Quantum Lunch: Quantum optics meets superconducting qubits
Speaker: Professor Anders Søndberg Sørensen from NBI
Title: Quantum optics meets superconducting qubits
Disclaimer: I gave this talk as the CMT seminar a few weeks ago. At that time the room was full and not everybody could get in. Therefore I repeat the same talk here.
Superconducting qubits is one of the leading technologies for making quantum information processors. Impressive performance has been achieved with a few qubits, and the challenge is now to scale these advances into large scale quantum networks. I will present a few theories for how ideas from quantum optics may help to achieve this.
First, I will present a theory for how superconducting qubits can potentially be linked to optical photons. The electric field surrounding a superconducting qubit can be strong enough to provide a sizeable coupling to a nearby molecule in an optical waveguide. By sending in single photons through the waveguide, this coupling enables the generation of quantum entanglement between the superconducting qubit and the outgoing photons. This entanglement then enables the superconducting qubits to be connected over long distances in a quantum internet.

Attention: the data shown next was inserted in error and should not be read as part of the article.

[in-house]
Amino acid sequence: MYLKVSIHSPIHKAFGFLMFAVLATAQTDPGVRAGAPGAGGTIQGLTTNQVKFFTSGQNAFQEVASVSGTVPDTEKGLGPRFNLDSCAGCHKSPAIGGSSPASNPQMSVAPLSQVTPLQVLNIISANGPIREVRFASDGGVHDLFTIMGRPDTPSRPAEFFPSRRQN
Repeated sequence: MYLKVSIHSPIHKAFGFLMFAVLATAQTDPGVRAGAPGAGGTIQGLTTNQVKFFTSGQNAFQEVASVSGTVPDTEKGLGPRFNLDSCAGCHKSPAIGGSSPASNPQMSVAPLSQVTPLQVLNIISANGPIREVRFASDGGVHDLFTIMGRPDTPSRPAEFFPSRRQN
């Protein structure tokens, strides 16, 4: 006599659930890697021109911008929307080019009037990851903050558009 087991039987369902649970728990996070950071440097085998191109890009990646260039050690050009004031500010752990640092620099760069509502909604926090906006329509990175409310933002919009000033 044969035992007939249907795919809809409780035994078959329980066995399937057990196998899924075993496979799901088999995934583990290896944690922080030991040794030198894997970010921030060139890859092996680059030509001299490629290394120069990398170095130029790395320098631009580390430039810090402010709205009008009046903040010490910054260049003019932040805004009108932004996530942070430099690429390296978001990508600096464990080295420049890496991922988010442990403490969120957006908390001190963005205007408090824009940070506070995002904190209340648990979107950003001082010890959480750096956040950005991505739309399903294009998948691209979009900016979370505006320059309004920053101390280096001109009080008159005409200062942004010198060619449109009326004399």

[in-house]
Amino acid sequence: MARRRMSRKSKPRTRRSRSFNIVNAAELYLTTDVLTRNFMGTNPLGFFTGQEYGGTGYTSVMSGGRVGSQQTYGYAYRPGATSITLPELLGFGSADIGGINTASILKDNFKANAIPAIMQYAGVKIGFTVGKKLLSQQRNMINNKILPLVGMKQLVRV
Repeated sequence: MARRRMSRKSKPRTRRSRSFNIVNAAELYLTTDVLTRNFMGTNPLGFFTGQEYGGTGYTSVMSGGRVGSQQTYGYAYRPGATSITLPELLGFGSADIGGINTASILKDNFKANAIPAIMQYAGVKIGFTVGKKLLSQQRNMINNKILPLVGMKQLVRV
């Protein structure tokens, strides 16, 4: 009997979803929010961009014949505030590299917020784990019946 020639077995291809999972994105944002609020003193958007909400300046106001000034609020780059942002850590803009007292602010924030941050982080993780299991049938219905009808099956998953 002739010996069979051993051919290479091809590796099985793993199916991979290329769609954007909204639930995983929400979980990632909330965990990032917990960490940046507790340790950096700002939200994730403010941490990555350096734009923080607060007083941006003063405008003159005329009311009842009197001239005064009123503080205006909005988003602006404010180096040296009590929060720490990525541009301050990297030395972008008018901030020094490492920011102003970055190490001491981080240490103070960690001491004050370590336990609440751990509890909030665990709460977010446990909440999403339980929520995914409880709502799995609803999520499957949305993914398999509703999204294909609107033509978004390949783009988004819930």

Secondly, I will present a theory for how to create a microwave single photon transistor, where a single incident photon, triggers a large stream of photons. Such a device would then allow for the detection of single microwave photons by detection the large amplified signal. These single photons detectors can then facilitate merging small quantum information processor into large scale devices.